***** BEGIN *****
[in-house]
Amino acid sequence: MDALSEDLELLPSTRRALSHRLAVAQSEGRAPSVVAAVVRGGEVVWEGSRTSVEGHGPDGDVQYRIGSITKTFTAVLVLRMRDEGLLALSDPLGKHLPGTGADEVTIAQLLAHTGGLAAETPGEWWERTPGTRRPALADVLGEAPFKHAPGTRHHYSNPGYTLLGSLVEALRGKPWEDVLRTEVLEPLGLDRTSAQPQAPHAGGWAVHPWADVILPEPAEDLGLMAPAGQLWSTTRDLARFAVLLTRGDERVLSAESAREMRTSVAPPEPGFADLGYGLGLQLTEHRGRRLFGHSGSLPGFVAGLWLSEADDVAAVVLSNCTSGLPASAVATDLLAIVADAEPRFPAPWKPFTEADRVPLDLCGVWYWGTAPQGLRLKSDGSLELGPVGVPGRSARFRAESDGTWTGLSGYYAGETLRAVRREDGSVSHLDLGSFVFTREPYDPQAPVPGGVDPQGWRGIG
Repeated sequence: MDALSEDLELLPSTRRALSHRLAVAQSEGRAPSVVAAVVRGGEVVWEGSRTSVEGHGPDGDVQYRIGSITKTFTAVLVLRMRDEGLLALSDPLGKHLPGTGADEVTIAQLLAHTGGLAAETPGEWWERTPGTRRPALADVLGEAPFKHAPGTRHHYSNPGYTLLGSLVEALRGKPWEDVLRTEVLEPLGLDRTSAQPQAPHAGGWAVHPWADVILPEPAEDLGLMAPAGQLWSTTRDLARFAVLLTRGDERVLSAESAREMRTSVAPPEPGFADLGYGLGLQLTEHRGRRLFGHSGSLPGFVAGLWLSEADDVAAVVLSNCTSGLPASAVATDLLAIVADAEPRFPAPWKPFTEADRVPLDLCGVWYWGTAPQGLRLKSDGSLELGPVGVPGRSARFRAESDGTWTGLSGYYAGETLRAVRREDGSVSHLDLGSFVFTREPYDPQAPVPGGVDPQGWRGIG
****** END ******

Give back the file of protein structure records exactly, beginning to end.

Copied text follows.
[in-house]
Amino acid sequence: MDALSEDLELLPSTRRALSHRLAVAQSEGRAPSVVAAVVRGGEVVWEGSRTSVEGHGPDGDVQYRIGSITKTFTAVLVLRMRDEGLLALSDPLGKHLPGTGADEVTIAQLLAHTGGLAAETPGEWWERTPGTRRPALADVLGEAPFKHAPGTRHHYSNPGYTLLGSLVEALRGKPWEDVLRTEVLEPLGLDRTSAQPQAPHAGGWAVHPWADVILPEPAEDLGLMAPAGQLWSTTRDLARFAVLLTRGDERVLSAESAREMRTSVAPPEPGFADLGYGLGLQLTEHRGRRLFGHSGSLPGFVAGLWLSEADDVAAVVLSNCTSGLPASAVATDLLAIVADAEPRFPAPWKPFTEADRVPLDLCGVWYWGTAPQGLRLKSDGSLELGPVGVPGRSARFRAESDGTWTGLSGYYAGETLRAVRREDGSVSHLDLGSFVFTREPYDPQAPVPGGVDPQGWRGIG
Repeated sequence: MDALSEDLELLPSTRRALSHRLAVAQSEGRAPSVVAAVVRGGEVVWEGSRTSVEGHGPDGDVQYRIGSITKTFTAVLVLRMRDEGLLALSDPLGKHLPGTGADEVTIAQLLAHTGGLAAETPGEWWERTPGTRRPALADVLGEAPFKHAPGTRHHYSNPGYTLLGSLVEALRGKPWEDVLRTEVLEPLGLDRTSAQPQAPHAGGWAVHPWADVILPEPAEDLGLMAPAGQLWSTTRDLARFAVLLTRGDERVLSAESAREMRTSVAPPEPGFADLGYGLGLQLTEHRGRRLFGHSGSLPGFVAGLWLSEADDVAAVVLSNCTSGLPASAVATDLLAIVADAEPRFPAPWKPFTEADRVPLDLCGVWYWGTAPQGLRLKSDGSLELGPVGVPGRSARFRAESDGTWTGLSGYYAGETLRAVRREDGSVSHLDLGSFVFTREPYDPQAPVPGGVDPQGWRGIG